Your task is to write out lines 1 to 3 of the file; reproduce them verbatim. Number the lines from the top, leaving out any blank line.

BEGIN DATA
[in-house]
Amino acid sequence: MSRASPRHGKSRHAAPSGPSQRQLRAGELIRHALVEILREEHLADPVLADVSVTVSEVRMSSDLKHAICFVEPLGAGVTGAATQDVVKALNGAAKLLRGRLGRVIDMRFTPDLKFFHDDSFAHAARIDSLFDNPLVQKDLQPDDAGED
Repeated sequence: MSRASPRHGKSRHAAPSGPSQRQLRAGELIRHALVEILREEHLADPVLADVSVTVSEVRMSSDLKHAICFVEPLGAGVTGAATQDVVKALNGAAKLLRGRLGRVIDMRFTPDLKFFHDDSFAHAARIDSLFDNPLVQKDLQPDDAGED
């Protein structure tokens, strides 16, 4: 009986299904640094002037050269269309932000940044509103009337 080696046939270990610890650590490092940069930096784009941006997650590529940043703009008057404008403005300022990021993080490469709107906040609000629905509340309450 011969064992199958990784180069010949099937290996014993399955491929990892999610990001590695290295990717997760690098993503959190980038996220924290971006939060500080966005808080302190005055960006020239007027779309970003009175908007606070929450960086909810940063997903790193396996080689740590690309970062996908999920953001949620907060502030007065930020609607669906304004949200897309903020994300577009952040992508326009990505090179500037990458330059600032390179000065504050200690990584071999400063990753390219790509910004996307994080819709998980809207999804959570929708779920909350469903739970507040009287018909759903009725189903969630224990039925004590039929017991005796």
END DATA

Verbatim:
[in-house]
Amino acid sequence: MSRASPRHGKSRHAAPSGPSQRQLRAGELIRHALVEILREEHLADPVLADVSVTVSEVRMSSDLKHAICFVEPLGAGVTGAATQDVVKALNGAAKLLRGRLGRVIDMRFTPDLKFFHDDSFAHAARIDSLFDNPLVQKDLQPDDAGED
Repeated sequence: MSRASPRHGKSRHAAPSGPSQRQLRAGELIRHALVEILREEHLADPVLADVSVTVSEVRMSSDLKHAICFVEPLGAGVTGAATQDVVKALNGAAKLLRGRLGRVIDMRFTPDLKFFHDDSFAHAARIDSLFDNPLVQKDLQPDDAGED